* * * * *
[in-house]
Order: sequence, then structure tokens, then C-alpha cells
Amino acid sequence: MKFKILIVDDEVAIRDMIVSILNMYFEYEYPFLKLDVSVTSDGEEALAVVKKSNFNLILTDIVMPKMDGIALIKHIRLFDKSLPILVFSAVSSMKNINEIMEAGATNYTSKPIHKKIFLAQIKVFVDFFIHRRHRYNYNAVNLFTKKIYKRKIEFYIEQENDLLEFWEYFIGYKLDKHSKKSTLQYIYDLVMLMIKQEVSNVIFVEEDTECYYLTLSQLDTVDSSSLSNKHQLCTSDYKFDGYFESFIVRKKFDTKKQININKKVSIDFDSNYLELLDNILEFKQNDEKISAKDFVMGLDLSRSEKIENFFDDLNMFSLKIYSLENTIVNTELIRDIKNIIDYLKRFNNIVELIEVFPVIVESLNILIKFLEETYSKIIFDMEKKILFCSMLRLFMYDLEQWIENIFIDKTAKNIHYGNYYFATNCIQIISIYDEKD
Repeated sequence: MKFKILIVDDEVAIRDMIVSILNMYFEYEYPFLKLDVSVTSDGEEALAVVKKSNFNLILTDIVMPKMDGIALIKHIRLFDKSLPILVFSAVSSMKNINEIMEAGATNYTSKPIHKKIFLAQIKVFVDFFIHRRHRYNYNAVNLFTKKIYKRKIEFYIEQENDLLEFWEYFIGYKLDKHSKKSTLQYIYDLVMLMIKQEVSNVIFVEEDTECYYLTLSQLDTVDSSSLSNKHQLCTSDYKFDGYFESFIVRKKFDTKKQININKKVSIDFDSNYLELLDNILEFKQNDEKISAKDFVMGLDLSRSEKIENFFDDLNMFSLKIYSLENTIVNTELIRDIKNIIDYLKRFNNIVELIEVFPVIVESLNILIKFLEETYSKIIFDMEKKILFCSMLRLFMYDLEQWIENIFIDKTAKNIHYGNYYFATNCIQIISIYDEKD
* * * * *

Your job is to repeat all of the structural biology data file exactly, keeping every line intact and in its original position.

[in-house]
Order: sequence, then structure tokens, then C-alpha cells
Amino acid sequence: MKFKILIVDDEVAIRDMIVSILNMYFEYEYPFLKLDVSVTSDGEEALAVVKKSNFNLILTDIVMPKMDGIALIKHIRLFDKSLPILVFSAVSSMKNINEIMEAGATNYTSKPIHKKIFLAQIKVFVDFFIHRRHRYNYNAVNLFTKKIYKRKIEFYIEQENDLLEFWEYFIGYKLDKHSKKSTLQYIYDLVMLMIKQEVSNVIFVEEDTECYYLTLSQLDTVDSSSLSNKHQLCTSDYKFDGYFESFIVRKKFDTKKQININKKVSIDFDSNYLELLDNILEFKQNDEKISAKDFVMGLDLSRSEKIENFFDDLNMFSLKIYSLENTIVNTELIRDIKNIIDYLKRFNNIVELIEVFPVIVESLNILIKFLEETYSKIIFDMEKKILFCSMLRLFMYDLEQWIENIFIDKTAKNIHYGNYYFATNCIQIISIYDEKD
Repeated sequence: MKFKILIVDDEVAIRDMIVSILNMYFEYEYPFLKLDVSVTSDGEEALAVVKKSNFNLILTDIVMPKMDGIALIKHIRLFDKSLPILVFSAVSSMKNINEIMEAGATNYTSKPIHKKIFLAQIKVFVDFFIHRRHRYNYNAVNLFTKKIYKRKIEFYIEQENDLLEFWEYFIGYKLDKHSKKSTLQYIYDLVMLMIKQEVSNVIFVEEDTECYYLTLSQLDTVDSSSLSNKHQLCTSDYKFDGYFESFIVRKKFDTKKQININKKVSIDFDSNYLELLDNILEFKQNDEKISAKDFVMGLDLSRSEKIENFFDDLNMFSLKIYSLENTIVNTELIRDIKNIIDYLKRFNNIVELIEVFPVIVESLNILIKFLEETYSKIIFDMEKKILFCSMLRLFMYDLEQWIENIFIDKTAKNIHYGNYYFATNCIQIISIYDEKD